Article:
I find hope in the persistent investors who are leading us in restoring our downtown core.  Though I have many questions about a raw capitalism that the Mother Jones editor calls “economic Darwinism,” there is the feeling that these investors mean us well and are searching for that next economic engine that will sustain real jobs for people eager to work.

I find hope in the bicycle champion Lance Armstrong’s dogged persistence against cancer.  Even more I find hope when David Letterman is undone, preaching in his introduction of Armstrong, “Never give up, never give up, never give up!”

I find hope in a gathering of men who meet for “Haircut Sunday” once a month, to talk over local politics and issues before the community.  Yes, this has all the smell of an “old boy’s network,” but think how few porches we sit on these days to mull-over, in patience and goodwill, the good of our community.

I find hope in the number of weddings that have been celebrated this year, one I did for Katy and Brian in this very sanctuary.  It is a source of hope for all of us that people still make life-long promises of fidelity, setting aside the manic individualism of a culture that normally refuses public commitment.  For those searching for hope I can think of nothing better than attending a wedding.

Theologian Reinhold Niebuhr has said, “Nothing worth doing is completed in our lifetime; therefore we are saved by hope.”

What do I still hope for?

--Honesty in our public life: We have not been true with one another about the real costs of life together.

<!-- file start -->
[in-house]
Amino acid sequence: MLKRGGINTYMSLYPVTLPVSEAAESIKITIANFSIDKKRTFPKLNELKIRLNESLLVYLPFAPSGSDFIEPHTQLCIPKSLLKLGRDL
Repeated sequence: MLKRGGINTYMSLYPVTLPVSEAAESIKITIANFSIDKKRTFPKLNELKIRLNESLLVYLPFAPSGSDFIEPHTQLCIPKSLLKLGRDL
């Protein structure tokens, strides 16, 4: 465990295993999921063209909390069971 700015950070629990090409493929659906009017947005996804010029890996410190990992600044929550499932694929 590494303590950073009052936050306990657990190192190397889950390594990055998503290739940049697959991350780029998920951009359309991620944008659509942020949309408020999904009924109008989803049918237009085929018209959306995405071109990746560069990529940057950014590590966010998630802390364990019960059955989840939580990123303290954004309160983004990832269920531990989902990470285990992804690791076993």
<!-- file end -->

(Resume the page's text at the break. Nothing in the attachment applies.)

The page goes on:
In a small ways that relate to these larger issues, my church hasn’t been true in it finances, and I’m the CEO!, so this is my confession: My work car just died and had to be replaced. We had no fund to replace the car because we skated by over the last several years paying just the insurance, gas, and maintenance. But the true cost of using up the car was never accounted for and so now we are behind and will have to borrow from the future for costs that should have been  accounted for yesterday.

In how many other ways have we pushed debt forward in order to avoid a cost today? We have millions of people who are tonight very anxious about their pensions, or, in the case of Kaiser, United Airlines, already trying to rearrange retirement…whatever that is and will be in the years ahead,

We can either face these realities or continue a cultural immaturity that sacrifices our children’s future for our enjoyment today.

For what do I still hope?

--For saving conversation, conversion, and amendment of life for our Mayor before he dies, and healing for all who have been hurt.

--That we, as a community, would look up once in awhile and realize where we live and the beauty all around us: 

--That we might be a community that can imagine a way to address the scourge of methamphetamine and its complex victims.

--A community that gains hope and confidence and operates from what Bible scholar Walter Brueggeman calls a practical theology of abundance rather than the choking, death--encouraging, and hopeless ideology of scarcity.

Shall we hope together?

Shall we take the stunning story of the Great Lake Missoula Ice Age floods, a story of cataclysmic natural forces that shaped and bequeathed us a legendary place to live; our water, our lakes, our spectacular waterfalls, and the ability to say to  our Willamette Valley brothers and sisters farming south of Portland that their rich soil is our scab-land legacy to them!

Shall we take that breath-taking story and let it suffuse us with a spirit of adventure and imagination that is our legacy when we are at our best? 

This is a wonderful community that can inspire our young! I know because my daughter Maggie will be coming back to take her place in leadership. She believed the consultant that Mayor Powers hired a few years ago…it really is about “commitment to place,” whether we are willing to mean our community well over generations of citizens.

We do hope together and because of that hope we give thanks.

The Lord bless us and keep us. The Lord’s face shine on us and be gracious to us. The Lord look upon us with favor and grant us peace. Amen.  So be it.

Soli Deo Gloria — Martin D Wells

 


The Fig Tree - © November 2005